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Low Income Housing: State of the Market April 2013 Deloitte Consulting LLP.

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Presentation on theme: "Low Income Housing: State of the Market April 2013 Deloitte Consulting LLP."— Presentation transcript:

1 Low Income Housing: State of the Market April 2013 Deloitte Consulting LLP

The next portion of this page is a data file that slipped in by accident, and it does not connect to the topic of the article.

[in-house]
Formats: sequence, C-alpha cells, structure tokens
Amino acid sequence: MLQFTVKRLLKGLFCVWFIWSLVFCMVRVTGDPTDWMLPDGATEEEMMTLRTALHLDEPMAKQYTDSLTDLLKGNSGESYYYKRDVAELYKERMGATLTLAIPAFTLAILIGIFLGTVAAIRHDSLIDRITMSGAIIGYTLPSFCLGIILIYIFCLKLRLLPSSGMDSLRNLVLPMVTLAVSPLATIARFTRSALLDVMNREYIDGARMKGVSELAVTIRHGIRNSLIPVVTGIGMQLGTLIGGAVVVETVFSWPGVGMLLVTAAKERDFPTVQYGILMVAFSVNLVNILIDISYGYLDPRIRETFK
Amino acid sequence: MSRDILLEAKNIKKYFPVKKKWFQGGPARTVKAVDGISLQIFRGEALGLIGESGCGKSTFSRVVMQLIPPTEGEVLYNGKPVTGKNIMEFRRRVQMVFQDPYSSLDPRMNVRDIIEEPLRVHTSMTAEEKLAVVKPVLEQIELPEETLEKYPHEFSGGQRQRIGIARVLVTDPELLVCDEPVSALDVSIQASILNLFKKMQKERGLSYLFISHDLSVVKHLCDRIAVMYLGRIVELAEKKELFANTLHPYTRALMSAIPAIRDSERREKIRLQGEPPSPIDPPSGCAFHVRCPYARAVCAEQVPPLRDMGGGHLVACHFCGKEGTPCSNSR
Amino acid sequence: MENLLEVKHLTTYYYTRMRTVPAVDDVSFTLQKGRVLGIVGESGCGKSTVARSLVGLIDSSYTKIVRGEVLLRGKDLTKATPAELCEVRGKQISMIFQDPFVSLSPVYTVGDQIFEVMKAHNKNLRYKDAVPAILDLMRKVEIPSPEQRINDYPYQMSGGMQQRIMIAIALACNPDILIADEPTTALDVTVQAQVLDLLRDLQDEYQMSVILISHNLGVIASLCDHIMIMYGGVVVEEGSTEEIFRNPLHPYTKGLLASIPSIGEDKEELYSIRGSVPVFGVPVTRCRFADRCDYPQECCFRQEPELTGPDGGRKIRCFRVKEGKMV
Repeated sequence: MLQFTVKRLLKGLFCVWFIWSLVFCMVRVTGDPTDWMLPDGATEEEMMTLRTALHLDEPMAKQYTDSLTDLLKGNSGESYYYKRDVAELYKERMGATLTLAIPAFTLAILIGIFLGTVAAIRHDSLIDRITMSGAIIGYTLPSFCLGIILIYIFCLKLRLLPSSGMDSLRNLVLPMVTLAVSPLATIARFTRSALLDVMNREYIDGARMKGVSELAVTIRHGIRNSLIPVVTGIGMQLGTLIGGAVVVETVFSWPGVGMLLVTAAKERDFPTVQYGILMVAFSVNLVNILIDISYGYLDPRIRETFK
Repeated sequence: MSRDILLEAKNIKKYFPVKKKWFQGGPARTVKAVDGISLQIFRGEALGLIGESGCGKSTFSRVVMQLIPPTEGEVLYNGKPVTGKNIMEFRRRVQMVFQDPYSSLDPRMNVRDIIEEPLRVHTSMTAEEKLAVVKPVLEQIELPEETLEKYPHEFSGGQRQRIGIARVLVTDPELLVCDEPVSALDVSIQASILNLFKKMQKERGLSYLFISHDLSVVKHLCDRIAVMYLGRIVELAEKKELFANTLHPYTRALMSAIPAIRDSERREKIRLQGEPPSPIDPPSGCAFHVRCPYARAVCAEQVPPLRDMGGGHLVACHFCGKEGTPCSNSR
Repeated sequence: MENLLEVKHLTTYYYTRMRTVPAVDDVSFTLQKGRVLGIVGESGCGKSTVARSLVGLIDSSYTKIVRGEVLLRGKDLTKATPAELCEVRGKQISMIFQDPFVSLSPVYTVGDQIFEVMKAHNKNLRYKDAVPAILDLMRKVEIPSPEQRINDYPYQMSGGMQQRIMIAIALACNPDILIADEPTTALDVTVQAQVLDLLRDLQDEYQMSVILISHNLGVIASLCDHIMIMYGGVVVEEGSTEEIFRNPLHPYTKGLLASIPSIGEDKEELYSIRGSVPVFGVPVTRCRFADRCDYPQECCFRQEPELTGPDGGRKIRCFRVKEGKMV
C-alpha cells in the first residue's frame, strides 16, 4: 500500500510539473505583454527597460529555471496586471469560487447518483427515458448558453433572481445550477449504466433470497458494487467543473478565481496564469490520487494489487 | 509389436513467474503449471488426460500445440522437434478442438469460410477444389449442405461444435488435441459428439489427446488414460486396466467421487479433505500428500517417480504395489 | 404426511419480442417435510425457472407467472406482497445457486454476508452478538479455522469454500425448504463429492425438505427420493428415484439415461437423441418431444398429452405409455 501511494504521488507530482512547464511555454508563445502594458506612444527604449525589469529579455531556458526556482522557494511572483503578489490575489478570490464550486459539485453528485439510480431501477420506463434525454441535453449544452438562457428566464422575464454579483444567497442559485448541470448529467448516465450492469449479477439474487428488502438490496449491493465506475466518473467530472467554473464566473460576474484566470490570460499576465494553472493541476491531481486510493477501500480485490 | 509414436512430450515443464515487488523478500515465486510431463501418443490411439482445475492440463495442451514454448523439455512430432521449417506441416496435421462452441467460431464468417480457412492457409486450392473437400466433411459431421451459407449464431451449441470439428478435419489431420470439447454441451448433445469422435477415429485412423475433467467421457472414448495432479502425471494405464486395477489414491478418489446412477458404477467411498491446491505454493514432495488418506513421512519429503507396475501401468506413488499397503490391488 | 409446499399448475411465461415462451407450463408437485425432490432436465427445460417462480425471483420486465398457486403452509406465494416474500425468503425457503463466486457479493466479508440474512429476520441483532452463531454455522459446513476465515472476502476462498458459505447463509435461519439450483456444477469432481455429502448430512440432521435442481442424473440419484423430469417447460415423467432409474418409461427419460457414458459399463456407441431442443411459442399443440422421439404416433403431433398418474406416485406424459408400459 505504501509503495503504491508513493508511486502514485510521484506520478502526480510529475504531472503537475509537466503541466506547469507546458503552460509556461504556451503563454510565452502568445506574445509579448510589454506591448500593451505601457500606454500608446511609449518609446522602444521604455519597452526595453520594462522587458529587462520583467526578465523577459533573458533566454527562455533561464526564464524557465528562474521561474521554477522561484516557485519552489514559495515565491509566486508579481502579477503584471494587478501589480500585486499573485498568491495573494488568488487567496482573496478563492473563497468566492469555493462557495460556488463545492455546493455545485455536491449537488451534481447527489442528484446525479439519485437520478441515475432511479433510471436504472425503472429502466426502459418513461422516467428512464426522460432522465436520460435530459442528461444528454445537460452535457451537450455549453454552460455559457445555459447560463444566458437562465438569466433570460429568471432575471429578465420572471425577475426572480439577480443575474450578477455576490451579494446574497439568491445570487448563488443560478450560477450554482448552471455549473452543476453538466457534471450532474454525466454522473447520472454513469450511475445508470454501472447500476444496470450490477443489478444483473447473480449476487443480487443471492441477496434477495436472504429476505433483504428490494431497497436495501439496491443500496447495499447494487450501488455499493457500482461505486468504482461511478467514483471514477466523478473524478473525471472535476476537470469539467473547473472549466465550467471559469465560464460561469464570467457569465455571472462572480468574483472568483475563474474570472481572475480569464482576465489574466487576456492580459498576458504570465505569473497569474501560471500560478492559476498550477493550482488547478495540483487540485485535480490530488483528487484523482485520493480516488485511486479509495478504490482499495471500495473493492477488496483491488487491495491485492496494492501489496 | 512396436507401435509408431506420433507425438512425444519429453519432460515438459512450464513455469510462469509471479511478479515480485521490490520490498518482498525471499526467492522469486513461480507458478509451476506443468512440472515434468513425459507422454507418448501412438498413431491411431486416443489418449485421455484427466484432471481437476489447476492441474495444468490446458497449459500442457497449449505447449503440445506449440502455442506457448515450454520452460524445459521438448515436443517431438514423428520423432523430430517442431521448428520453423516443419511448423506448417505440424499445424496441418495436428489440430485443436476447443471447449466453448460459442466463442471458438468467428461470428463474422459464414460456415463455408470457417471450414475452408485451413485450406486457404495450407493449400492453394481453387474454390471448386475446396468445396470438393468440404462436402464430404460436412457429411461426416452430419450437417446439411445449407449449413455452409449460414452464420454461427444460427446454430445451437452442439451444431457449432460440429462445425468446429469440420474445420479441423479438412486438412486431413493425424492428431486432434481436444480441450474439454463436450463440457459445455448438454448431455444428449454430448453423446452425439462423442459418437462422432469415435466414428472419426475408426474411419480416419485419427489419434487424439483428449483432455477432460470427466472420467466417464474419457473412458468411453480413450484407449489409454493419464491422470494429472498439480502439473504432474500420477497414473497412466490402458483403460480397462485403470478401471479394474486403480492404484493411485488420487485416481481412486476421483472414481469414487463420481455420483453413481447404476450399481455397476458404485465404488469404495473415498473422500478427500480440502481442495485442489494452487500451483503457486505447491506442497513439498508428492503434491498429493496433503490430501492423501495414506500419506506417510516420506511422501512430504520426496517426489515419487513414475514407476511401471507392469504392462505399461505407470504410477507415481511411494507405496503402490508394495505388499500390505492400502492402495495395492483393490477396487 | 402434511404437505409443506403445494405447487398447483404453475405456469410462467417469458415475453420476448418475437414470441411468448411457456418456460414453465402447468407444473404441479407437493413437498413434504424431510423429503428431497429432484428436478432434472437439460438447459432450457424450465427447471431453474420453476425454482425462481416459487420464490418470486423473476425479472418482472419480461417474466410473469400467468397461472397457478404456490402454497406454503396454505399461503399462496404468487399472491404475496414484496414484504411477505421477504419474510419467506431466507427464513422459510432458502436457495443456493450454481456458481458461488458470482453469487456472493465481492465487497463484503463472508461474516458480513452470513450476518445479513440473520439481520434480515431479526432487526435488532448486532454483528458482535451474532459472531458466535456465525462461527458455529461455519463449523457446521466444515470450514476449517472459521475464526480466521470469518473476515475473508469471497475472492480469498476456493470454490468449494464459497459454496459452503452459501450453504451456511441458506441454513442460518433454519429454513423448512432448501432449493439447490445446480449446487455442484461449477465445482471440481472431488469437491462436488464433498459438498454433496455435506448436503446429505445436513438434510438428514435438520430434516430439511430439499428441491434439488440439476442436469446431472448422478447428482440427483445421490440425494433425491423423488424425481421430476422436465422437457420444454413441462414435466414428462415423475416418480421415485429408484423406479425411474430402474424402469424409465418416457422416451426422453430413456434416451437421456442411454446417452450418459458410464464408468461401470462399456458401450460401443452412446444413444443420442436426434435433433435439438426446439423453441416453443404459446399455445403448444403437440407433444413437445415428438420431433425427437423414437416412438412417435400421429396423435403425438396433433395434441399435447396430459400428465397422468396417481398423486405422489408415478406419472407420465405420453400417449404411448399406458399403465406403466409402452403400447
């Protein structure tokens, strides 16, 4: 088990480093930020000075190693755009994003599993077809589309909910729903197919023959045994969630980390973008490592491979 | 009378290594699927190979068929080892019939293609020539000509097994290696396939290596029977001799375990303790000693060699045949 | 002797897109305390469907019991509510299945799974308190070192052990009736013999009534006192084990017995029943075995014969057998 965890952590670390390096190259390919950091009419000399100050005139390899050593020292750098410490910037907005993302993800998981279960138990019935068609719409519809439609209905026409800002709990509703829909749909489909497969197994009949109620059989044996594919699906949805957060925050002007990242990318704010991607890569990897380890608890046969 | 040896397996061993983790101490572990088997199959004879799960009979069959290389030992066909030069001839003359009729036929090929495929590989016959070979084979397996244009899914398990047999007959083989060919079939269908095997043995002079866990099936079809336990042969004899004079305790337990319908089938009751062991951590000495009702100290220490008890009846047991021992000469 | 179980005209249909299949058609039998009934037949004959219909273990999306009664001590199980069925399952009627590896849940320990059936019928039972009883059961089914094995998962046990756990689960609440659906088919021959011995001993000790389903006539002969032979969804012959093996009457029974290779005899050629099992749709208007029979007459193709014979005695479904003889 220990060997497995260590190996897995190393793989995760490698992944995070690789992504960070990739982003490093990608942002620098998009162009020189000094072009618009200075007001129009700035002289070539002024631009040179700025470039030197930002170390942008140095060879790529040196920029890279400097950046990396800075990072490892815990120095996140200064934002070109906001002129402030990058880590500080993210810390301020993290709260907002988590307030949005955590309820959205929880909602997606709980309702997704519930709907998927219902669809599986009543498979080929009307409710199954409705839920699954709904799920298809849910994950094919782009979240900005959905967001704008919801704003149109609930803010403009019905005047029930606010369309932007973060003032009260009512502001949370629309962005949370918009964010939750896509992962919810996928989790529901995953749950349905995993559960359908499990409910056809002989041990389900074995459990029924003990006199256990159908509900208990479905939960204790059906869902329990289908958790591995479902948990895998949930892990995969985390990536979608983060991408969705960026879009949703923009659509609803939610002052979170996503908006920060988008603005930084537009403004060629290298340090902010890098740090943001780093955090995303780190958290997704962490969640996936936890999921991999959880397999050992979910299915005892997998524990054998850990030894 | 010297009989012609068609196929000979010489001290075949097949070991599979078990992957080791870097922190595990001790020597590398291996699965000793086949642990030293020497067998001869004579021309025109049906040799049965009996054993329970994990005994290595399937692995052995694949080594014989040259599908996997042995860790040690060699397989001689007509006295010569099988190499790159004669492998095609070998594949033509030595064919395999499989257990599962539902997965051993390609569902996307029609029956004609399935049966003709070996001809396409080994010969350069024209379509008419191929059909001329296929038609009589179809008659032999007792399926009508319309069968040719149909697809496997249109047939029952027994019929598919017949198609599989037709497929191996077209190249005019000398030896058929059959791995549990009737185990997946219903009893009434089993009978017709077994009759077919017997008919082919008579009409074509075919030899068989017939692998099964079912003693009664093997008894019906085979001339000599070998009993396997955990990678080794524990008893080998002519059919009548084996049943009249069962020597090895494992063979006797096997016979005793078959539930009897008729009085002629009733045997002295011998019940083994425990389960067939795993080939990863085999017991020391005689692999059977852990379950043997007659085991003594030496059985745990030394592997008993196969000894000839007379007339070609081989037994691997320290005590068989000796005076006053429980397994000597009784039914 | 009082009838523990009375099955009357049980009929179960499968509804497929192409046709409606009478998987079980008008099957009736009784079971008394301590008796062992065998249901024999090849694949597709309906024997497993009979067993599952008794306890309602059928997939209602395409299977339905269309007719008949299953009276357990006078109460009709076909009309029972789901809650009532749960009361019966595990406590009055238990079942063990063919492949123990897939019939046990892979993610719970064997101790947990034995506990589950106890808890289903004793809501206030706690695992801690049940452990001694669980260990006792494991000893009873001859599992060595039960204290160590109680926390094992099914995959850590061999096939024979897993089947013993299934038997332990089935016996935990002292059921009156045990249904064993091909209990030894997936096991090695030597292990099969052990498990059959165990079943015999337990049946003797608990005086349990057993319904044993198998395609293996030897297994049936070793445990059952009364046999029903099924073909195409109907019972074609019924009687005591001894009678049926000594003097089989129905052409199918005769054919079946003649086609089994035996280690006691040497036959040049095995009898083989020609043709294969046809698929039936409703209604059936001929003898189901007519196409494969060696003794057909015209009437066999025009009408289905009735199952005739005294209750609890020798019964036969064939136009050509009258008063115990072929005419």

2 2 CAS-COD-Prez-Date-CTL Copyright © 2013 Deloitte Development LLC. All rights reserved. State of the Market – June 2013 ACTIVITIES Extensive ground research, effort of more than 300 man-days, in 8 large urban centers to scan for sub-10 lakh housing In-depth discussion with more than 25 developers spread across the country In-depth discussion with all prominent Housing Finance players in the LIH ecosystem ACTIVITIES Extensive ground research, effort of more than 300 man-days, in 8 large urban centers to scan for sub-10 lakh housing In-depth discussion with more than 25 developers spread across the country In-depth discussion with all prominent Housing Finance players in the LIH ecosystem OUTPUT Estimate and characteristics of sub-10 lakh supply in large urban centers Benchmarking business practices across players Best practice case studies from the field Customer insights from MIMs Unintended Consequences and Demand Aggregator studies will be integrated with this report OUTPUT Estimate and characteristics of sub-10 lakh supply in large urban centers Benchmarking business practices across players Best practice case studies from the field Customer insights from MIMs Unintended Consequences and Demand Aggregator studies will be integrated with this report Increasing Supply Building a Robust Industry Key Objectives of the SOM Report Reduce the entry barriers for new players & Insights for existing Provide government and other stakeholders with a fact base to define and refine policy and strategy Share best practices from the industry; rovide existing players with peer comparisons Feedback from the field on challenges and what is working